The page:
Monday, July 30, 2007 | 7:04 a.m.
The secrets of human aging may be found in the DNA of a honey bee.
That, at least, is one of the theories behind UNLV life science professor Michelle Elekonich's research. She's part of a five-member team studying the DNA chip of honey bees for clues into why the pollinators age so fast. That in turn may lead to ways to slow that aging down - techniques that could be applied to humans , too.
The project is one of several benefitting from $50,000 seed grants being distributed by university President David Ashley to promote campus research. In one of his first major acts as president, Ashley in February set aside $1.25 million cobbled together from salary savings, end-of-year money that needed to be spent and ongoing research initiatives to provide money for professors to go after competitive grants. Professors have responded so enthusiastically that Ashley is working on another pot of money come September.
UNLV has relied on federal earmarks, particularly from the Energy and Defense departments, as it has built its research reputation, and the internal grants were designed to help professors compete on their own, Ashley and other UNLV officials said.
"This is one of the ways that UNLV is investing in research to allow us to go to the next level," said Elekonich, who already has one National Science Foundation grant in conjunction with colleague Steve Roberts.
The grants allow professors to collect enough data in their area of research to prove their experiment will work and that the knowledge generated is worth additional funding from such agencies as the National Science Foundation or the National Institutes of Health.
"It's just like in business, you have to have a little money to make money," Elekonich said.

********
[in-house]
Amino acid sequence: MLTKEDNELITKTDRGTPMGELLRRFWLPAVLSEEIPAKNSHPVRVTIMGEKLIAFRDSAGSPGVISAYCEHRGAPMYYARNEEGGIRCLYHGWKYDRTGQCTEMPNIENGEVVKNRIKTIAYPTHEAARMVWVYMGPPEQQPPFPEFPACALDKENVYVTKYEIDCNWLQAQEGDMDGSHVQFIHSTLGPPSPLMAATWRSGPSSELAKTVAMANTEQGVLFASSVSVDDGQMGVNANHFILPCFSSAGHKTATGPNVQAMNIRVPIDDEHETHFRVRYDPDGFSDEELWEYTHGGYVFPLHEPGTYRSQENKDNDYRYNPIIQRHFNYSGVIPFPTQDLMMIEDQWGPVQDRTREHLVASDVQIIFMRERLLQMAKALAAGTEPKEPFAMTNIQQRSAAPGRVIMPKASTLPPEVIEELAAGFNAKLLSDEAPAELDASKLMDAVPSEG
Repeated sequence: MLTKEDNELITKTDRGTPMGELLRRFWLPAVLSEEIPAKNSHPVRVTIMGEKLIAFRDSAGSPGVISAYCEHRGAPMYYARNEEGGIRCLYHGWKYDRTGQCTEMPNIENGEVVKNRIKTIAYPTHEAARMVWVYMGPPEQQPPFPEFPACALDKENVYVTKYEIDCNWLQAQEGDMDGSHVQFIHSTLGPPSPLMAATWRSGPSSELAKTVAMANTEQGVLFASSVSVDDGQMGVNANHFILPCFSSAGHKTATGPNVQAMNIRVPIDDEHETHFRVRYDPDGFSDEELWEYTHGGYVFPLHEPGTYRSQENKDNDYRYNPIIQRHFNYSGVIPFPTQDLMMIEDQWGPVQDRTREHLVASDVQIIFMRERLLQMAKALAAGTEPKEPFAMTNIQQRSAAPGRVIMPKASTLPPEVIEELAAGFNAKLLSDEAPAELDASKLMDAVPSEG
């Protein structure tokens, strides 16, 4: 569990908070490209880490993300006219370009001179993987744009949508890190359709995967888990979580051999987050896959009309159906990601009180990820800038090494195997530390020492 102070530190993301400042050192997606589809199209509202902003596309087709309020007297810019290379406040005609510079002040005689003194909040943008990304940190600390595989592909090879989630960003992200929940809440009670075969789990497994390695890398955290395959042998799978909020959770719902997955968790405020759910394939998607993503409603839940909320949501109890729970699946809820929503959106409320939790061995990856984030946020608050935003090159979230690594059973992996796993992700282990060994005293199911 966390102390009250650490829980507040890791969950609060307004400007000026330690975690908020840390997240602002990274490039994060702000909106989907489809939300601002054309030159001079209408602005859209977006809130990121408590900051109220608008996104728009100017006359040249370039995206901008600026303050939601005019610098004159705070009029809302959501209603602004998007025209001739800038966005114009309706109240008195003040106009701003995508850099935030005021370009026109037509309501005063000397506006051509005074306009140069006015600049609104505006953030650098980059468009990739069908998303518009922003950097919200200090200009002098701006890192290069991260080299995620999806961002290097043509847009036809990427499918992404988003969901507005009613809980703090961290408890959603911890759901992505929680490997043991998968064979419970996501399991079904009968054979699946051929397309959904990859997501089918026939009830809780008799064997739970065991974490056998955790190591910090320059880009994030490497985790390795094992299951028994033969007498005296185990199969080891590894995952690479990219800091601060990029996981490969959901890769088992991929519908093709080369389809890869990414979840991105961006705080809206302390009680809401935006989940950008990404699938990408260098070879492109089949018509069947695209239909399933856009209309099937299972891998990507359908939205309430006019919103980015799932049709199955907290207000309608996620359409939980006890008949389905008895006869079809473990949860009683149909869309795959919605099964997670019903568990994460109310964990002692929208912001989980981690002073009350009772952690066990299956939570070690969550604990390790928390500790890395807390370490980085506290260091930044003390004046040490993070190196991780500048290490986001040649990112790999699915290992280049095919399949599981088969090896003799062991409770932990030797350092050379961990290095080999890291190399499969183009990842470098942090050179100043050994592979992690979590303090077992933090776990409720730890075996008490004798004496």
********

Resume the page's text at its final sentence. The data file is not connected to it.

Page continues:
About $400,000 went to collaborative research proposals like Elekonich and Roberts', $100,000 went to smaller research projects for individual professors and $750,000 went to one-shot equipment needs. Thirty-four grants were distributed in all.
The collaborative grants, worth up to $50,000, were designed to encourage research projects across disciplines and across universities , said Ron Smith, interim vice president of research and graduate studies. Many of the winning grants also offer graduate research opportunities. Elekonich and Robert's grant, for instance, covers two Ph.D. students and includes collaboration with a genome expert from North Carolina State.
The individual grants, up to $10,000 a piece, were designed to help professors with travel opportunities and other smaller-scale needs. The equipment grants were to help build UNLV's research capabilities in order to pursue new research queries.
"The better equipped the lab is , the more sophisticated questions we can ask and the better answers we can find the answers to," said kinesiology professor John Mercer, who received about $20,000 to purchase and operate a dual-force platform system that, like a souped-up bathroom scale, measures the force of a person's steps or a jump. The equipment is used to test the impact of running on joints and in research on how to help the elderly improve their balance.
Some of the major projects funded include:
The money is allowing UNLV researchers to start work and go after research grants they otherwise wouldn't be able to compete for, several grant winners said.
"You have to put money into it to making it happen," said Denby Brinson, a social work professor on the juvenile delinquent study.
The one downfall of the research awards has been limited funds, Smith and Ashley said.
Only about one-third of the applicants for the collaborative research grants could be funded before the money ran out, which showed both the effect of the funding and the need, said Robin Toles, director of research services.